Working Group on the ‘Anthropocene’

What is the ‘Anthropocene’? – current definition and status

  • The ‘Anthropocene’ is a term widely used since its coining by Paul Crutzen and Eugene Stoermer in 2000 to denote the present time interval, in which many geologically significant conditions and processes are profoundly altered by human activities. These include changes in: erosion and sediment transport associated with a variety of anthropogenic processes, including colonisation, agriculture, urbanisation and global warming. the chemical composition of the atmosphere, oceans and soils, with significant anthropogenic perturbations of the cycles of elements such as carbon, nitrogen, phosphorus and various metals. environmental conditions generated by these perturbations; these include global warming, ocean acidification and spreading oceanic ‘dead zones’. the biosphere both on land and in the sea, as a result of habitat loss, predation, species invasions and the physical and chemical changes noted above.
  • The ‘Anthropocene’ is not a formally defined geological unit within the Geological Time Scale. A proposal to formalise the ‘Anthropocene’ is being developed by the ‘Anthropocene’ Working Group for consideration by the International Commission on Stratigraphy, with a current target date of 2016. Care should be taken to distinguish the concept of an ‘Anthropocene‘ from the previously used term Anthropogene (cf. below**).
  • The ‘Anthropocene’ is currently being considered by the Working Group as a potential geological epoch, i.e. at the same hierarchical level as the Pleistocene and Holocene epochs, with the implication that it is within the Quaternary Period, but that the Holocene has terminated. It might, alternatively, also be considered at a lower (Age) hierarchical level; that would imply it is a subdivision of the ongoing Holocene Epoch.
  • Broadly, to be accepted as a formal term the ‘Anthropocene’ needs to be (a) scientifically justified (i.e. the ‘geological signal’ currently being produced in strata now forming must be sufficiently large, clear and distinctive) and (b) useful as a formal term to the scientific community. In terms of (b), the currently informal term ‘Anthropocene’ has already proven to be very useful to the global change research community and thus will continue to be used, but it remains to be determined whether formalisation within the Geological Time Scale would make it more useful or broaden its usefulness to other scientific communities, such as the geological community.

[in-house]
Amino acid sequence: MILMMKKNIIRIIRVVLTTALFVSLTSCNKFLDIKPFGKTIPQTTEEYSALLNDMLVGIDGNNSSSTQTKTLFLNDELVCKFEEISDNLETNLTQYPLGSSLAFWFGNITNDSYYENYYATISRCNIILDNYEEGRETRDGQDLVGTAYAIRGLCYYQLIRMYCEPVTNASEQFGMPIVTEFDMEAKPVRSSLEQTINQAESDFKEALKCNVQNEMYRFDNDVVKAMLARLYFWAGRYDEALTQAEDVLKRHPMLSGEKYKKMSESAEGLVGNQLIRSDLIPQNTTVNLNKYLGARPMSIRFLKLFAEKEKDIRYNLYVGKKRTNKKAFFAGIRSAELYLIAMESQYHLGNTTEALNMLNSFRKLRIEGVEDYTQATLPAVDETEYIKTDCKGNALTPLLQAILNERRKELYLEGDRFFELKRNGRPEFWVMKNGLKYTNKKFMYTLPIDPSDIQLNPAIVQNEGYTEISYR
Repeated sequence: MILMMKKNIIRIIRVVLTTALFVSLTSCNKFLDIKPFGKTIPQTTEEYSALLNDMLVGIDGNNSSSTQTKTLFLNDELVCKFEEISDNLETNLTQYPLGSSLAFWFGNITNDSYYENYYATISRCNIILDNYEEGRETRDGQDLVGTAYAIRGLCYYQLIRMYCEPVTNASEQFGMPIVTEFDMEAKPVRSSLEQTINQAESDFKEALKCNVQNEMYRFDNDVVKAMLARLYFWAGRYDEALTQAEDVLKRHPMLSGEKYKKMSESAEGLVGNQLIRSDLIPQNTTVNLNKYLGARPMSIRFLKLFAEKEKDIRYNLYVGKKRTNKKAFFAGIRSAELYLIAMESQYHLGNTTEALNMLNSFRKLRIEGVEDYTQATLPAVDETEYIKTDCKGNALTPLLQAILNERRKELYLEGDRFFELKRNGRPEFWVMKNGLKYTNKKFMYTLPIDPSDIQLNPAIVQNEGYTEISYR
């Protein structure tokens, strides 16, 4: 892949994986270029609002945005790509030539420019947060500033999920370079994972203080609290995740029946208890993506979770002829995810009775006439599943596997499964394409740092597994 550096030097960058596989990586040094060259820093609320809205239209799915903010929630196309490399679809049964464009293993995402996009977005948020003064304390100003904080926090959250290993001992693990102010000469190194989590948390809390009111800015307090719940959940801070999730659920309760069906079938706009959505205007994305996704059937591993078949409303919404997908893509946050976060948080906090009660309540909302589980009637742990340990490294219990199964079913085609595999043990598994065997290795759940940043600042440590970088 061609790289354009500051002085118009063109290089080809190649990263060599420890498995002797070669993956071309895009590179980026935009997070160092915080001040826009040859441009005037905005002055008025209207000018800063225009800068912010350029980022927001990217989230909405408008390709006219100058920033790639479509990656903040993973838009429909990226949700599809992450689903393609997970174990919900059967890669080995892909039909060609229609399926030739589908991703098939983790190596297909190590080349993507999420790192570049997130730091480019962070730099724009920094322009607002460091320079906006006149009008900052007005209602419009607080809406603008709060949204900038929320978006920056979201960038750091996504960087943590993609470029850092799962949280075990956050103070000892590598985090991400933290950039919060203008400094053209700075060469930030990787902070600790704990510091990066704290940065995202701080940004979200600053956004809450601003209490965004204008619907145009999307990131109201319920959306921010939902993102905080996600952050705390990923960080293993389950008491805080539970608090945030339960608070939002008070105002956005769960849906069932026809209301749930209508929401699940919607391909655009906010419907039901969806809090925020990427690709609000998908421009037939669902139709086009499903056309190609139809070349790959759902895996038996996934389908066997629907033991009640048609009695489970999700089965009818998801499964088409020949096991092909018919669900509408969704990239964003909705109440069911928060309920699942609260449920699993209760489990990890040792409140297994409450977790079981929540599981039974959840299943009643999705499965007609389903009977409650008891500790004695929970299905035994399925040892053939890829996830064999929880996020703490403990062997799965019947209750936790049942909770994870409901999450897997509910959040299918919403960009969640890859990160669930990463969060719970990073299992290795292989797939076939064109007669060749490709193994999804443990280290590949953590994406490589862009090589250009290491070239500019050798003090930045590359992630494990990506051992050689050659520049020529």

• The beginning of the ‘Anthropocene’ is most generally considered to be at c. 1800 CE, around the beginning of the Industrial Revolution in Europe (Crutzen’s original suggestion); other potential candidates for time boundaries have been suggested, at both earlier dates (within or even before the Holocene) or later (e.g. at the start of the nuclear age). A formal ‘Anthropocene‘ might be defined either with reference to a particular point within a stratal section, that is, a Global Boundary Stratotype Section and Point (GSSP), colloquially known as a ‘golden spike; or, by a designated time boundary (a Global Standard Stratigraphic Age).
  • The ‘Anthropocene’ has emerged as a popular scientific term used by scientists, the scientifically engaged public and the media to designate the period of Earth’s history during which humans have a decisive influence on the state, dynamics and future of the Earth system. It is widely agreed that the Earth is currently in this state.

Working group convenor:

Prof. Jan Zalasiewicz (Leicester) e-mail:


Colin Waters (Secretary) e-mail:
Anthony Barnosky e-mail:
Alejandro Cearreta e-mail:
Paul Crutzen e-mail:
Matt Edgeworth e-mail:
Erle Ellis e-mail:
Mike Ellis e-mail:
Ian Fairchild e-mail:
Agnieszka Gałuszka e-mail:
Philip Gibbard (Past-president SQS, chair INQUA-SACCOM) e-mail: Jacques Grinevald e-mail:
Peter Haff e-mail:
Irka Hajdas e-mail:
Martin J. Head email:
Juliana Assunção Ivar do Sul email:
Catherine Jeandel e-mail:
Reinhold Leinfelder e-mail:
John McNeill e-mail:
Cath Neal e-mail:
Eric Odada e-mail:
Naomi Oreskes e-mail:
Clément Poirier e-mail:
Dan Richter e-mail
Neil Rose e-mail:
Bill Shotyk e-mail:
Will Steffen e-mail:
Colin Summerhayes e-mail:
James Syvitski e-mail:
Davor Vidas e-mail:
Michael Wagreich e-mail:
Mark Williams e-mail:
Scott Wing e-mail:
Alex Wolfe e-mail:
An Zhisheng e-mail:

Working Group communications:

Links to publications and communications on the ‘Anthropocene’

**Note on the term Anthropogene

Excerpt from: Nilsson, T. 1983 The Pleistocene. Reidel, Dordrecht, p. 23-4.

Soviet scientists discarded the concept of an integrated Tertiary Period. They followed certain non-Russian writers in classifying the divisions Paleogene and Neogene as periods, which they divided into the conventional epochs. Being (as they saw it) a relic of an antiquated classification, the term Quaternary, too, had been abandoned and replaced by the designation Anthropogene (analogous to Paleogene, Neogene), though its conceptional meaning remained unaltered (cf. i.a. Gerasimov, 1979). The Quaternary or Anthropogene retained the rank of a period. Linguistically, however, the term Anthropogene seems less fortunate.

With similar motivation, Czechoslovakian geologists used the term Anthropozoikum as a synonym for Quaternary. Procedures of this kind clearly over-emphasize the significance of the changes that serve to distinguish the Quaternary.

Reference: Gerasimov, I.P. 1979 Anthropogene and its major problem. Boreas 8, 23-30